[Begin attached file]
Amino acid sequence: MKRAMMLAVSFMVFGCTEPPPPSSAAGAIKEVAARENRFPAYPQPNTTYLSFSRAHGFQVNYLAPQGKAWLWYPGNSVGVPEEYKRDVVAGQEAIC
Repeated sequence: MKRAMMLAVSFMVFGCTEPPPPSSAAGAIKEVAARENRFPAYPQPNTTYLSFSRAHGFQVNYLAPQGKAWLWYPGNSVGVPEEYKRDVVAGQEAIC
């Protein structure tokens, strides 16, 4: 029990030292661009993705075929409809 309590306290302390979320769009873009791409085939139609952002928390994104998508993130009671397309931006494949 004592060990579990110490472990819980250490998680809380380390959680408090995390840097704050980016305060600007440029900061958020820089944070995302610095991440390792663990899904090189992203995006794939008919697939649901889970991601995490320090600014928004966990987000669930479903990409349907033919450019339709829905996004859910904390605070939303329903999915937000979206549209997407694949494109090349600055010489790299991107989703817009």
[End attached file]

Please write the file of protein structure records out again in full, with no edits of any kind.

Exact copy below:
Amino acid sequence: MKRAMMLAVSFMVFGCTEPPPPSSAAGAIKEVAARENRFPAYPQPNTTYLSFSRAHGFQVNYLAPQGKAWLWYPGNSVGVPEEYKRDVVAGQEAIC
Repeated sequence: MKRAMMLAVSFMVFGCTEPPPPSSAAGAIKEVAARENRFPAYPQPNTTYLSFSRAHGFQVNYLAPQGKAWLWYPGNSVGVPEEYKRDVVAGQEAIC
């Protein structure tokens, strides 16, 4: 029990030292661009993705075929409809 309590306290302390979320769009873009791409085939139609952002928390994104998508993130009671397309931006494949 004592060990579990110490472990819980250490998680809380380390959680408090995390840097704050980016305060600007440029900061958020820089944070995302610095991440390792663990899904090189992203995006794939008919697939649901889970991601995490320090600014928004966990987000669930479903990409349907033919450019339709829905996004859910904390605070939303329903999915937000979206549209997407694949494109090349600055010489790299991107989703817009």